Britain: Huddersfield – voters choose a socialist and a fighter!

“We’re voting for Jackie – she’s the only one we trust to fight for our services. All the others have promised us everything and delivered nothing”.

That’s what the people of Crosland Moor and Netherton promised us and that’s what they delivered with an 807-vote majority in one of the highest turnouts in the area.

The campaign to Save Huddersfield NHS moved from the streets to the electoral plane with the election of Dr Jackie Grunsell last week.

Regular readers will have charted the battle that is being fought to prevent the transfer of essential hospital services from Huddersfield to Halifax. The population of the town, for whom the implications are all too serious, has also closely followed this battle.

On top of canvassing the whole ward, we held daily stalls outside the local shops and post offices which meant we were able to speak to a lot of people. Jackie’s number was on all the leaflets and people contacted us with offers of assistance and requests to meet and find out more about our views on other issues.

The Liberal and Labour opposition tried to convince voters that there was no point in voting for a single-issue campaign. But it was clear that most people understood that the idea of defending our public services from the private profiteers is much more than a single issue.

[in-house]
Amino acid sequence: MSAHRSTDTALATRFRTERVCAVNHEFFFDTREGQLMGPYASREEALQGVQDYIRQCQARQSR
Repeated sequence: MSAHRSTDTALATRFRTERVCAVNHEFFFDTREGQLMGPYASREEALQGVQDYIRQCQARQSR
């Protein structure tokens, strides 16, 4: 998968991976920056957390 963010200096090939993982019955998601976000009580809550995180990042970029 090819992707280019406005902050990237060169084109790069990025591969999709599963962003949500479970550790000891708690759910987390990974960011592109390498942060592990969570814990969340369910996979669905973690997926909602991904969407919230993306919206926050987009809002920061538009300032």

The foundation for Jackie’s election was built through hard work – months of organising demonstrations, lobbies and meetings. People were sick to the back teeth of official consultation meetings where everyone can let off steam, only to be ignored. By polling day, there were posters up on every street.

On the eve of poll, the Lib Dems put out a ‘Red Scare’ leaflet, in a desperate attempt to put people off voting for us, but most people saw it as their attempt at a dirty trick.

All Jackie’s election leaflets made it clear that she’s a socialist and people know that she is a determined fighter. In fact, some people thought it gave them even more reason to vote for her!

So fraught were the Liberals and Labour with the thought of us taking what they saw as their seat that a fight broke out in the car park of one of the polling stations between the two parties!

A young man on his way to vote for the first time came by and told us how he and his friends had been discussing it and they were all going to vote for us. They knew that pressure was being put on them to vote for the Asian candidates but were not interested. The NHS is a class issue and that is how the people of Crosland Moor and Netherton responded.

Over the whole campaign loomed the desperate need for a new mass workers’ party, to represent and organise the angry and frustrated and those who do wish to get active to make a difference.